Encouraging the Young Painter
Two-year-olds often enjoy expressing themselves through painting. Here's how to encourage your young artist.
Painting is another activity your 2- to 3-year-old will greet with gusto. The best art materials for this age group are water-based (and thus washable), nontoxic poster paints, several thick brushes, and large white drawing or newsprint paper. A junior-size easel allows your toddler to see her masterpiece from a convenient vantage point.
Since early painting efforts are a messy business, buy your child a smock or make one from an old shirt, and cover the floor with newspaper or a painter's cloth. Then give your child free rein -- to dip a brush into various colors and to stroke the paint on the paper in blobs and splashes.
Don't offer advice or direction, other than perhaps the admonition (for obvious reasons) to stay on the paper. As tempting as it may seem, it's best for a parent to resist the urge to direct a child's activities. Even if your child is the next Leonardo da Vinci, you won't see any recognizable forms in his artwork for a long time to come. Drawing and painting are slowly acquired skills. In the meantime, give lots of praise and encouragement for these early efforts, and display the results prominently.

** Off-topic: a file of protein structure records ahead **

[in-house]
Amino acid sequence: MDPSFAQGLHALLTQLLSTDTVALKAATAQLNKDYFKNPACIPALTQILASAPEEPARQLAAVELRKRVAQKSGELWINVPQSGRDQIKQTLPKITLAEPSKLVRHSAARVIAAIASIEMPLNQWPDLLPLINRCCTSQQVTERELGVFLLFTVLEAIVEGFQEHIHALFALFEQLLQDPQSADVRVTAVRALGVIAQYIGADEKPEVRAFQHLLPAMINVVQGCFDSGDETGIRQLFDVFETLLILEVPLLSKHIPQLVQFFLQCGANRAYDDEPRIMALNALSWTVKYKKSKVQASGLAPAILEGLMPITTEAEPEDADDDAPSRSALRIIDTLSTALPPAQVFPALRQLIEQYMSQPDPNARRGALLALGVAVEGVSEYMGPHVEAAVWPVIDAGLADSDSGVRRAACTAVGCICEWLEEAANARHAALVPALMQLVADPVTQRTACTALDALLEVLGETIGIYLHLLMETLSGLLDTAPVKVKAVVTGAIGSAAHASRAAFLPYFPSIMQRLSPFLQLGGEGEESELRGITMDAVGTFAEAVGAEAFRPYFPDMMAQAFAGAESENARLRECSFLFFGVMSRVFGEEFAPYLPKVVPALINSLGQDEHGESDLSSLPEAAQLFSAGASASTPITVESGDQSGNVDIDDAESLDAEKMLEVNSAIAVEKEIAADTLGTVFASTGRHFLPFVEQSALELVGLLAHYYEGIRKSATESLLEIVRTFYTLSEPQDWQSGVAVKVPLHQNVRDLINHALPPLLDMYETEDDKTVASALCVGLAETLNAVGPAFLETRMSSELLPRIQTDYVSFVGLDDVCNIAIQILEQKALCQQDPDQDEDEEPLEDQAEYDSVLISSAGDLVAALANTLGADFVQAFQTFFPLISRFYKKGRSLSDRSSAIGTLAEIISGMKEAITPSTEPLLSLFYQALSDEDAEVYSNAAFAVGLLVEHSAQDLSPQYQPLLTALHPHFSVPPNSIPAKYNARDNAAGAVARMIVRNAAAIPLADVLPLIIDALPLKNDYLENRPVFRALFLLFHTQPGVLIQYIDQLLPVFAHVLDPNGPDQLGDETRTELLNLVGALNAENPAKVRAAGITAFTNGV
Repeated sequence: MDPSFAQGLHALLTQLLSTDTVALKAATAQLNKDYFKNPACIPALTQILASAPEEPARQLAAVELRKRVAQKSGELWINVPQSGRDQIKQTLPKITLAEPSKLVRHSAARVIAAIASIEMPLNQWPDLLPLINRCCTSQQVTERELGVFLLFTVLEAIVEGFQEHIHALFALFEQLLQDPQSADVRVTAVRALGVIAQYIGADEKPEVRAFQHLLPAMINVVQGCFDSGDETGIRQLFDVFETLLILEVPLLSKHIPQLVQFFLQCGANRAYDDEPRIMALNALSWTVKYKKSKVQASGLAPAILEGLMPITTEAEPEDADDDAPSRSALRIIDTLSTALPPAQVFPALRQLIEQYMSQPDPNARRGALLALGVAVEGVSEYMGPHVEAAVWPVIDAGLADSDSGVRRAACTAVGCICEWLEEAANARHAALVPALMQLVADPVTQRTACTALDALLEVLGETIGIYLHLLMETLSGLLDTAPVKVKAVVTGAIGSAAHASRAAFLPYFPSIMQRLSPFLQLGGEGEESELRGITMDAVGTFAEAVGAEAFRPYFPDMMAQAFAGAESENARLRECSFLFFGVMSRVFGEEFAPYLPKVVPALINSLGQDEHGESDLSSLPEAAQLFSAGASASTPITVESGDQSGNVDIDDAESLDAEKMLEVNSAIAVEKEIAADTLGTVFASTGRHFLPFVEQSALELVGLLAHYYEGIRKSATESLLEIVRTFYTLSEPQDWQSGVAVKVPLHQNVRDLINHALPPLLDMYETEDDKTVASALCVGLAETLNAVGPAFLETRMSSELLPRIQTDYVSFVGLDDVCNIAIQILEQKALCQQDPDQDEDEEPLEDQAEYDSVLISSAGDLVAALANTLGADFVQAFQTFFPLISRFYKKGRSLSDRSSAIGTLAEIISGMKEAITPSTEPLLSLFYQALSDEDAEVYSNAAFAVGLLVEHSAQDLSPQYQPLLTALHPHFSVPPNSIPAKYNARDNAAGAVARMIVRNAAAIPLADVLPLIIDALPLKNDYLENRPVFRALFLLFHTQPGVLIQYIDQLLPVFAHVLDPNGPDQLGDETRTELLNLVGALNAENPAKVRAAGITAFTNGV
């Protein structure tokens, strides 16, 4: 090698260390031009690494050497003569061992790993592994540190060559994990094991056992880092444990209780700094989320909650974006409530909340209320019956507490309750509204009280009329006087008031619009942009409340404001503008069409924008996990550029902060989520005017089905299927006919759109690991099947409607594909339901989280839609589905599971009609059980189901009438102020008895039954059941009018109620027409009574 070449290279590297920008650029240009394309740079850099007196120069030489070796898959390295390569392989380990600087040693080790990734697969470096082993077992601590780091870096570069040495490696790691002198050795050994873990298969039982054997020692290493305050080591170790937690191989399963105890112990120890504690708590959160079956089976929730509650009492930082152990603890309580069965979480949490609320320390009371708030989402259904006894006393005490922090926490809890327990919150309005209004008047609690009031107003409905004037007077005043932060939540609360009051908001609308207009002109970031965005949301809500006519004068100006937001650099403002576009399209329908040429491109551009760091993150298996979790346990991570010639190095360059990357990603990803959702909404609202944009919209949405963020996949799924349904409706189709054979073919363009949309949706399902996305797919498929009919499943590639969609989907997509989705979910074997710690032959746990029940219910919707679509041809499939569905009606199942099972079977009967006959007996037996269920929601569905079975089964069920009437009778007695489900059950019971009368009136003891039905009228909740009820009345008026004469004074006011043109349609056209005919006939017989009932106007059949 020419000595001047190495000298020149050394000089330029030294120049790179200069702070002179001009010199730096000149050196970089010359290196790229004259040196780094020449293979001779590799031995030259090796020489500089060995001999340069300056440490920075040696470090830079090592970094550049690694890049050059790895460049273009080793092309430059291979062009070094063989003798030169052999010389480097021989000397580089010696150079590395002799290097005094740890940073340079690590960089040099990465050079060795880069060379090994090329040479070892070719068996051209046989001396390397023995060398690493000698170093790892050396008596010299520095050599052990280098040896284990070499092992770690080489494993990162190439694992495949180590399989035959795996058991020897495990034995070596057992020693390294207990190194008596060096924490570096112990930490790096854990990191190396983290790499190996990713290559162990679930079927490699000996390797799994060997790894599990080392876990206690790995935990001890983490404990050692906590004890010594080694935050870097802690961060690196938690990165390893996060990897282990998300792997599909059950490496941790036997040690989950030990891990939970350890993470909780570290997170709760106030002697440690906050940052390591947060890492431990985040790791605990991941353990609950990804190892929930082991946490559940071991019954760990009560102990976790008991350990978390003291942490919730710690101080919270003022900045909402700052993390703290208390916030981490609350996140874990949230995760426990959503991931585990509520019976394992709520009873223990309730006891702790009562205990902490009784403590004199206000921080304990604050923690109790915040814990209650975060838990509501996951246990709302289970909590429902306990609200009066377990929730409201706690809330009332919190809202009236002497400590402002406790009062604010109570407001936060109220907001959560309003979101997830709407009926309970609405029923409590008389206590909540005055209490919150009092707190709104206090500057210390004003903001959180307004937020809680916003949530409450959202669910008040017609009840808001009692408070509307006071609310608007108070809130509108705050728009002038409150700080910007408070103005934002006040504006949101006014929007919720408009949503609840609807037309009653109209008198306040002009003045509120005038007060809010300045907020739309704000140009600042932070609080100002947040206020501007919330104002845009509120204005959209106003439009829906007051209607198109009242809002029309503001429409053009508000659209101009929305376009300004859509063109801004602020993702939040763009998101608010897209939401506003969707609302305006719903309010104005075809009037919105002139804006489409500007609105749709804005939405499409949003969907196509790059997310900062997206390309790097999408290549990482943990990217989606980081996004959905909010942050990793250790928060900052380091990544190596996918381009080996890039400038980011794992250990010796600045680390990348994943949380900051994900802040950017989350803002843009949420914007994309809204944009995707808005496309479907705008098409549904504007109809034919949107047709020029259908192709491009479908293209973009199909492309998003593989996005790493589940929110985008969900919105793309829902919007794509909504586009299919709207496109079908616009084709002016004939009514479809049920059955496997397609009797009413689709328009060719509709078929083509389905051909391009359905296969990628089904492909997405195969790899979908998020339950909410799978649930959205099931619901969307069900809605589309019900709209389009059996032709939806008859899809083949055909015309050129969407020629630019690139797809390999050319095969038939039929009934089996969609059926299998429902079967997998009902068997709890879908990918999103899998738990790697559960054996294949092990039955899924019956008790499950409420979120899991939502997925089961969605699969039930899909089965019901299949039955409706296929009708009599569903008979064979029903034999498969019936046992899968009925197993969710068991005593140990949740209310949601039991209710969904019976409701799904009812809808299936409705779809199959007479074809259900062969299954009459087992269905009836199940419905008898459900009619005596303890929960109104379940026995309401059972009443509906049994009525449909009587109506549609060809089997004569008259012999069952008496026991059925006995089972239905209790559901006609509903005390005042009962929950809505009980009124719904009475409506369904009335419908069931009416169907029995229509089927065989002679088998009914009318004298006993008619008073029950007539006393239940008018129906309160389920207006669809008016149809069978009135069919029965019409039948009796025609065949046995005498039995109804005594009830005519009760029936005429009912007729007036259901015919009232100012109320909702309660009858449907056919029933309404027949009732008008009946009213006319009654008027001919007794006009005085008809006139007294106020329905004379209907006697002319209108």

Modeling clay is a medium your 2-year-old will also enjoy. She can pound it with a small toy hammer, cut out shapes with plastic cookie cutters, or just knead it with her hands. Keep it in an airtight container between uses to prevent the clay from drying out. Once again, designate a work space on a plastic drop cloth and supervise the play.
Other art activities to share with your 2-year-old (all under close supervision): finger painting, crayon rubbing, using a simple stamp that you've carved on a potato or carrot, poster painting, sponge painting, and decorating a flannel board with felt shapes (such as farm animals, stars, hearts, or houses) that can be put on and taken off.